The Peanut Butter Falcon (2019)
by George Wolf
Zack Gottsagen wanted to be a movie star.
Filmmakers Tyler Nilson and Michael Schwartz told Zack there just weren't many roles available for actors with Down Syndrome.
He asked if they could write him one.
The result is The Peanut Butter Falcon, an irresistibly endearing adventure powered by an unwavering sincerity and a top flight ensemble that is completely committed to propping it up.
Zak (a terrific Gottsagen), getting an assist from his elderly roommate (Bruce Dern), makes a successful break from his nursing home quarters with a mission in mind: finding the wrestling school run by his idol, the Salt Water Redneck (Thomas Haden Church).
Tyler (Shia LeBeouf) is also running - from a big debt to a small time tough guy (John Hawkes) - and when Zak stows away on Tyler's rickety boat, the two embrace life on the lam as Zak's case worker Eleanor (Dakota Johnson) slowly closes in.
The quest carries obvious parallels to the real Zack's Hollywood ambitions, and the Nilson/Schwartz directing team lovingly frames it as a swamp-ridden fable full of Mark Twain homages.
You get the sense early on that this is the type of material that would crumble if any actor betrayed authenticity for even a moment. It also isn't long before you're confident that isn't going to happen here.
LeBeouf is tremendous as the wayward rogue whose inner pain is soothed by his bond with the stubbornly optimistic Zak. The chemistry is unmistakable, and ultimately strong enough to welcome the arrival of Johnson, who gives her Eleanor layers enough to embody our fears of the "real world" puncturing this fairy tale.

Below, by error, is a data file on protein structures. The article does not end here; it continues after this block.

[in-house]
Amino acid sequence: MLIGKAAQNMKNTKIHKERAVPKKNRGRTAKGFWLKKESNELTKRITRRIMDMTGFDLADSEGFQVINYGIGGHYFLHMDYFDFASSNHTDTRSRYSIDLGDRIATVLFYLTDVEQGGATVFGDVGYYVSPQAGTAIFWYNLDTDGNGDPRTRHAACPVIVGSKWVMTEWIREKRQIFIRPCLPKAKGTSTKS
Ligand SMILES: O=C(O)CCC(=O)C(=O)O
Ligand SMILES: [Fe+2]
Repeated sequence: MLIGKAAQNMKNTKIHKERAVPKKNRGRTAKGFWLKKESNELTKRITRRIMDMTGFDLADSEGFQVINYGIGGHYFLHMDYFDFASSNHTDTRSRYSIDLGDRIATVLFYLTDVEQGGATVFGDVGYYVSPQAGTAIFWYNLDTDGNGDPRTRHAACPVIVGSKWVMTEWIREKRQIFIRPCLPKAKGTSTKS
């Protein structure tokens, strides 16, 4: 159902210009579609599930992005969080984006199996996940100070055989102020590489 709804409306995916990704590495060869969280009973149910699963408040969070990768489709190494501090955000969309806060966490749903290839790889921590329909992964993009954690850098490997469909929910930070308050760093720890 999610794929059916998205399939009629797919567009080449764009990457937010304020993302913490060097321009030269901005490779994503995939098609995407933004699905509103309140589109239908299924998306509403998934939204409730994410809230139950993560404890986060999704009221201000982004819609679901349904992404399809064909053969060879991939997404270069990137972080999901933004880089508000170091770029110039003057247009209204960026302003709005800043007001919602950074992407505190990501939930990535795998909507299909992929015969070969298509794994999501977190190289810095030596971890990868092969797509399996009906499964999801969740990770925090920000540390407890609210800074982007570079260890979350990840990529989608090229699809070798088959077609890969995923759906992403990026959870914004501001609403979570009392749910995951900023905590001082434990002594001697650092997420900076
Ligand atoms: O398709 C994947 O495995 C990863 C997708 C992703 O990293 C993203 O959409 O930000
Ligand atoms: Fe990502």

The surrounding ensemble (including Jon Bernthal and real-life wrestling vets Mick Foley and Jake "the Snake" Roberts) and rootsy soundtrack color in the last spaces of a world wrestling with convention.
Sure, you'll find glimpses of feel good cliches. What you won't find is condescension, or the feeling that anything here - from the characters or the filmmakers alike - is an act of charity.
Often similar to last year's Shoplifters, The Peanut Butter Falcon is all about embracing family where you find it.
Following a dream, Zak finds it. And we feel it.
This review was originally published on MADDWOLF and is reprinted here with permission of the copyright owner.